Woman in tech of the month: Lizi Jenkins
Woman in Tech of the Month is our series exploring the achievements of women who are breaking gender stereotypes to build technology-based careers. This month, we’re celebrating Lizi Jenkins, group innovation and product development director at Rentokil. In our interview, she reflects on her career in tech, shares tips on entering the industry and offers avice to women as they progress through their careers.
How did you get first get exposed to the world of technology?
I have always been intrigued by technology. One of my core memories from my childhood is buying a magazine which came with its own make-your-bedroom-door-alarm to stop your siblings coming in. I thought this was the coolest thing ever because I never wanted my sister in my room! I built the alarm out of tin foil. It didn’t work, but I was fascinated by the process of building something and having a product at the end of it.
My mum and dad were scientists, so I had everything explained to me through a scientific lens. At primary school, I was lucky to have an incredible teacher who inspired me and built that passion, so I knew I always loved science. I went on to do a degree in microbiology and had my first two jobs in science.
This taught me a structured way of thinking and how to go through a method, completing each task step-by-step and to persevere until you get an answer to your hypothesis. My first role at Hive was where my science brain was exposed to the world of tech and really lit up. The same principles apply across all of STEM, you walk through prototypes, customer experience and fixing things until you achieve an outcome.
What is it that you love about tech?
I love the instant gratification when you build something. If you go wrong, it is easy to see what is broken and you are always working towards a finite end point which I find so satisfying. I’ve had roles in strategy and higher level management but never found anything that gives me that satisfaction of building something that works.
What are you working on in your current role?
I genuinely claim I have the most fun job out there, I get to combine primary scientific research on ants, cockroaches and creepy crawlies, to IoT [Internet of Things] devices. I get to explore some big questions about insects and disease. For example, what does being able to detect the wing beat frequency of a mosquito mean? Can you tell what species it is? Can you tell if its infected? Can you tell if it’s fed on a human? We are helping to answer these fundamental questions that are fascinating to work on.
After I joined, I remember writing an email to my boss saying I cannot believe this job actually exists! The role had been open 18 months before they found me, so it really is the perfect fit.
Why is diversity so important in innovation and technology?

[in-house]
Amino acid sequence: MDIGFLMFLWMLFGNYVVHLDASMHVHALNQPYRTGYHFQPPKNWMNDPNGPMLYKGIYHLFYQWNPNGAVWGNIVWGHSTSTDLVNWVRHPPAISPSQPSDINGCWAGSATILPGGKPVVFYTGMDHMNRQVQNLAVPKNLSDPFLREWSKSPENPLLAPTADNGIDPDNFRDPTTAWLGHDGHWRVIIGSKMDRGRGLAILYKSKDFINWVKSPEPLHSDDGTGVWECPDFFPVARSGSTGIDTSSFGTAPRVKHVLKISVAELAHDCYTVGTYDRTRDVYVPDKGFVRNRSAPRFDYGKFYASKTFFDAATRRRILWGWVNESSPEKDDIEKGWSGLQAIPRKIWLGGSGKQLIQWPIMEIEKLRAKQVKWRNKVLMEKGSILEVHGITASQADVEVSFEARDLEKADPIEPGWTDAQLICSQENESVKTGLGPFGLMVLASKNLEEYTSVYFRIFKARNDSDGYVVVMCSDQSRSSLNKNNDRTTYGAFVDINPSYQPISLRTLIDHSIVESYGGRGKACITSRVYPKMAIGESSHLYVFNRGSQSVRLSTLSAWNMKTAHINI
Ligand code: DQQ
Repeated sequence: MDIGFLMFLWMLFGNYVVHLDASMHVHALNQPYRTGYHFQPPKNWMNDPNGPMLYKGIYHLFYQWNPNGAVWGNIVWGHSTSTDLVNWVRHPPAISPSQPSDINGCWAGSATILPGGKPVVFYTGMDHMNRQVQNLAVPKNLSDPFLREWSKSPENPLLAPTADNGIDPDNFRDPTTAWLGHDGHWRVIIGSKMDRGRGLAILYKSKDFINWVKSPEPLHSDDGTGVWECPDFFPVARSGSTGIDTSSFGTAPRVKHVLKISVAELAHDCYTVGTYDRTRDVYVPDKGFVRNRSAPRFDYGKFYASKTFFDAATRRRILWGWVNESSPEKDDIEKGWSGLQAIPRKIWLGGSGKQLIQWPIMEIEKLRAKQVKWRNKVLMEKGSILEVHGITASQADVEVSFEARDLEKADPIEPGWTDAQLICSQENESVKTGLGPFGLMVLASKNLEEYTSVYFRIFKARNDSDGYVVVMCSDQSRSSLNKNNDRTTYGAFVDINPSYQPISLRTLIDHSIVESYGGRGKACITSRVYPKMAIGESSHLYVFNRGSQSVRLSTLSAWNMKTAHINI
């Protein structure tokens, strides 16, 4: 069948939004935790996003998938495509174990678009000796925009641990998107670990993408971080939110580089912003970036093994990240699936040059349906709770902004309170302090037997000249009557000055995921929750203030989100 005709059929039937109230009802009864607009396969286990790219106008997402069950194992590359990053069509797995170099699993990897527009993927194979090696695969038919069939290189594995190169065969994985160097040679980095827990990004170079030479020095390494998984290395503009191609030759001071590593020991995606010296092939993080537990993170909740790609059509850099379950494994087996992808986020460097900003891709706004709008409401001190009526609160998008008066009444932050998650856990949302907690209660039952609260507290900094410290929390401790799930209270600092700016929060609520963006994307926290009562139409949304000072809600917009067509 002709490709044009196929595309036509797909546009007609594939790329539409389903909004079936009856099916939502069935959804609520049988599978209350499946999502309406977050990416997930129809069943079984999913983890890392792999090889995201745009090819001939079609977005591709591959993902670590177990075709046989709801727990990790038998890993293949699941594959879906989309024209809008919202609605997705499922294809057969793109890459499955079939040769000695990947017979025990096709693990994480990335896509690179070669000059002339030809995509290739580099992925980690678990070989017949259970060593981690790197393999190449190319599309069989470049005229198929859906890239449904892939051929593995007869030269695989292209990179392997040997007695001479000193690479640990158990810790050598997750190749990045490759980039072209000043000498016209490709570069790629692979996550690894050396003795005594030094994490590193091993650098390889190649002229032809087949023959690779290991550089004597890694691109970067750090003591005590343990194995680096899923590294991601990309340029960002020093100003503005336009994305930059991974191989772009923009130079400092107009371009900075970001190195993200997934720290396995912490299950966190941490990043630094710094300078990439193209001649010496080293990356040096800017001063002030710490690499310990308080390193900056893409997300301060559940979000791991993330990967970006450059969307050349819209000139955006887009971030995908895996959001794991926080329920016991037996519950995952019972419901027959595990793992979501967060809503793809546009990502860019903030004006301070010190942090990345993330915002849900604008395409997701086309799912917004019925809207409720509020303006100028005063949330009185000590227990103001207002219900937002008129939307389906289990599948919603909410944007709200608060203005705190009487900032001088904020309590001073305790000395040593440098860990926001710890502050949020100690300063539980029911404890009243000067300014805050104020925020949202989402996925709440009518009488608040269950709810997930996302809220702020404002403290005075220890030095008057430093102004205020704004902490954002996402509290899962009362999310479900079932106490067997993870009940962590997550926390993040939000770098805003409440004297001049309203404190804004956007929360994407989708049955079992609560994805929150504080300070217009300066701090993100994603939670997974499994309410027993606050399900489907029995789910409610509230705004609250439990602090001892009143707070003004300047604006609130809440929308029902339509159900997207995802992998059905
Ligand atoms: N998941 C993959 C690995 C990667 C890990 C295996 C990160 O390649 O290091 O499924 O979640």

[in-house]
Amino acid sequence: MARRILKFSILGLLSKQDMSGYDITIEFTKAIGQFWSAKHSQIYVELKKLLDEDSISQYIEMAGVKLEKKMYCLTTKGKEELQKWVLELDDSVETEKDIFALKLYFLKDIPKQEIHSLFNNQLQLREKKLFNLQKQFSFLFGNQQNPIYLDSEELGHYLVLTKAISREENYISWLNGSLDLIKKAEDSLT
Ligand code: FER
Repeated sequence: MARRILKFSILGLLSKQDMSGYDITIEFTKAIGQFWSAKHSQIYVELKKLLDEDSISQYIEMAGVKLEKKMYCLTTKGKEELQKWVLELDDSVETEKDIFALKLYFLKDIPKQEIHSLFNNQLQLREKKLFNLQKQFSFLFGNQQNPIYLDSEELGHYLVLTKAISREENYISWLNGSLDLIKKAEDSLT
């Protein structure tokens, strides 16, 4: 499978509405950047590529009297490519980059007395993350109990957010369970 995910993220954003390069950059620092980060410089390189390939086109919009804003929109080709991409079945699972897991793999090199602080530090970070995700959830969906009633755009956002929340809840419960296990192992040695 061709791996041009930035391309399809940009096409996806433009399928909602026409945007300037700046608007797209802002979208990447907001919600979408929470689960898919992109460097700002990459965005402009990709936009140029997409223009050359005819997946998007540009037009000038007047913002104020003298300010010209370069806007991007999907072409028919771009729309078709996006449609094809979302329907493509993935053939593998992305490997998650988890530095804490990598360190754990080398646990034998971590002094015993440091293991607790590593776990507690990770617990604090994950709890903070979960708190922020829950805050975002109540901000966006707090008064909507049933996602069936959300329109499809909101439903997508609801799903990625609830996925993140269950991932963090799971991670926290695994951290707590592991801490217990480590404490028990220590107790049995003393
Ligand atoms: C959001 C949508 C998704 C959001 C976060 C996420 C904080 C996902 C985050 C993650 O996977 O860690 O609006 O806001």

Its hugely important, I find having a diverse team makes conversations so much more exciting. If you get groupthink and people have the same experiences and view of the world, then one person voices their opinion and others sit and nod. I know the discussions I enjoy the most are ones where people have had completely different experiences around the same topic and you have so many different opinions and better ideas.
The longer-term side of that is actually you get a much wider variety of ideas and differing ways to execute those ideas, so ultimately you’re going to come out with stronger plan. The ideas diverse teams come up with are just fascinating. A great way to build a diverse workforce, is through graduates. I love our graduates, they come up with fantastic ideas and bring energy to every team,
What challenges have you faced in your career?
I am a single mum, my daughter is a teenager now but at one time she was small and I had to figure out how to balance my work life with being a mum. You have to make sure you’ve got a support network around you to help deal with those day-to-day challenges.
Secondly, working in technology means you need very specific knowledge. I often struggled to find the time to keep up tech skills and learn new things to develop your career, balancing that continuous development while you’re also managing teams is pretty tricky. What really helps is if your work will afford you flexibility. Having understanding managers who trust you to get your work done at a time that best suits you makes a huge difference.
What is your biggest achievement?
My first foray into technology was programme managing the design and build of the Hive camera. My team made this beautiful product and we had an absolute blast together delivering it.
Then, I was awarded the 35 under 35 from Management Today, which was an honour especially because they took a holistic view of me. At the time I had just passed army officer selection, I was a single mum and also progressing in my tech career. It is always nice to celebrate your achievements and get that stamp of approval.
But I would say the thing that has made me the proudest is that I’ve made it here. I am now in a position to help other women develop their careers in technology. It’s great I have a camera I can show and a banner to put on my LinkedIn profile, but actually, I get the most satisfaction from helping the graduates develop and building diverse teams.
What is your advice for other women who are looking to get into technology?
Just go for it! Learn what you need to afterwards. Say yes, and figure the rest out later.
Also get a Raspberry Pi, as I started my tech career at Hive, someone had mentioned one and I had no idea what it was. I went out to buy one when I was doing my day job and that’s how I learned the background tech I needed. My boss couldn’t believe I did that in my own time. I had simultaneously gained the trust of my manager while learning vital tech skills that helped to me progress further. So go the extra mile when you can and use your initiative to start learning!